The apprentice recalled a training session in which the current class was shown a breakdown of the theatre’s annual budget, including salary information. Although no one expected to be making as much as the boss, the wage gap between Havard and themselves was shocking. “They didn’t think we would take issue with that, or even bring it up. But we were the first ones to ask why they are paid that much and we are paid this much,” the apprentice recalled. Following the incident, according to the apprentice, those who spoke up were warned not to discuss salary discrepancies again and told they needed to be better behaved.
Kevin C. Vestal (he/him), a former public relations apprentice who attended the same training session, confirmed that apprentices initiated a conversation about wage disparities upon learning executive leadership salaries. He did not recall being personally reprimanded for doing so, but said it was possible others had been. “We have no knowledge of this claim,” Havard wrote in response to a question about the incident.
When the Walnut ceased live performances in March 2020, it laid off most of its staff, including all apprentices. Because apprentices were not categorized as employees, but rather as students of the company’s education department, many found it difficult to collect unemployment. “The only way I was able to make it through the pandemic with any sort of income was because of the [Pandemic Unemployment Assistance] laws,” said the former apprentice. “I’m from Pennsylvania and have lived here through the pandemic, but a lot of people in my apprentice class ended up having to go back to their home states and fight their states’ unemployment systems. It was a mess for a lot of people.”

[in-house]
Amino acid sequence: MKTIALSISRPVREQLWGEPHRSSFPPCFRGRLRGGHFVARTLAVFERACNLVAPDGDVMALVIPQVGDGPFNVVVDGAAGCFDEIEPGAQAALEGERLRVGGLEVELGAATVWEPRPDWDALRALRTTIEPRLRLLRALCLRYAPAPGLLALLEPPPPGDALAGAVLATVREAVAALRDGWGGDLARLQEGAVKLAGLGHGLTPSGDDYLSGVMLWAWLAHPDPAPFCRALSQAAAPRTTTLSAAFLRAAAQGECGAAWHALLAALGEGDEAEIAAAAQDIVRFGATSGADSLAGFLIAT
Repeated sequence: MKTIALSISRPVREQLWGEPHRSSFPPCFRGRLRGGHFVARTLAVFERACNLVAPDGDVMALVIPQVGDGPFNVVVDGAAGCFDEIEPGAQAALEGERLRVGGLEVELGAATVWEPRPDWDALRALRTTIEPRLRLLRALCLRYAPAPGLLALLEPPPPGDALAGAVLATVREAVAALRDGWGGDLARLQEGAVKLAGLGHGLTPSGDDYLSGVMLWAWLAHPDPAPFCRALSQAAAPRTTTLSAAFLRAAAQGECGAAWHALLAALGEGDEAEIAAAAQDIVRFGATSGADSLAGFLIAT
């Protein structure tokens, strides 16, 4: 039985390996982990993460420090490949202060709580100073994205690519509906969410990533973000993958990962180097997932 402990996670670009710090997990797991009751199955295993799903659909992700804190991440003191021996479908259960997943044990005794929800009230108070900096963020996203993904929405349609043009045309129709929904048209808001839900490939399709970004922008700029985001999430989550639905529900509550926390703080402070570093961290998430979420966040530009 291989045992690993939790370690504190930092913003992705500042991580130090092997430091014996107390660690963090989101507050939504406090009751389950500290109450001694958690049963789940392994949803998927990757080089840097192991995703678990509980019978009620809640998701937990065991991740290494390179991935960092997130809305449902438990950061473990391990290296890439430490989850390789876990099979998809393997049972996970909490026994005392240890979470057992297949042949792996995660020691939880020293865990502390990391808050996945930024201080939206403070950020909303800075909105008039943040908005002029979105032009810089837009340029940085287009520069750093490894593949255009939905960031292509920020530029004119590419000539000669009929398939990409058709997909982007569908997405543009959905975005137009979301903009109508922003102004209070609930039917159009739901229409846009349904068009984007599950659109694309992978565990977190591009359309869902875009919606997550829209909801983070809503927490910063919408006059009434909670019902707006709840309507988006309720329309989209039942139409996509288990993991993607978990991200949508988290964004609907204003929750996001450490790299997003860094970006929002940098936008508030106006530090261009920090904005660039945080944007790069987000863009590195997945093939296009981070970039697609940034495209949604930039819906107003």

Asked whether salary cuts were put into effect for staff who remained on the payroll during the pandemic, Havard wrote that “[a]ll staff, including myself, had a reduction in compensation.” True enough: Havard earned $566,569 in the fiscal year 2019-20.
In early June, a cadre of local theatre professionals formed Protect the Artist Philly, a grassroots organization focused on creating systemic change within the local theatre community. The group has called for Havard’s removal as president and producing artistic director of Walnut Street Theatre; for the implementation of an anti-racism action plan within the company; and for the creation of a permanent director of diversity, equity, inclusion, and access within the theatre’s executive leadership structure, among other demands. A petition started by the group has garnered 785 signatures to date.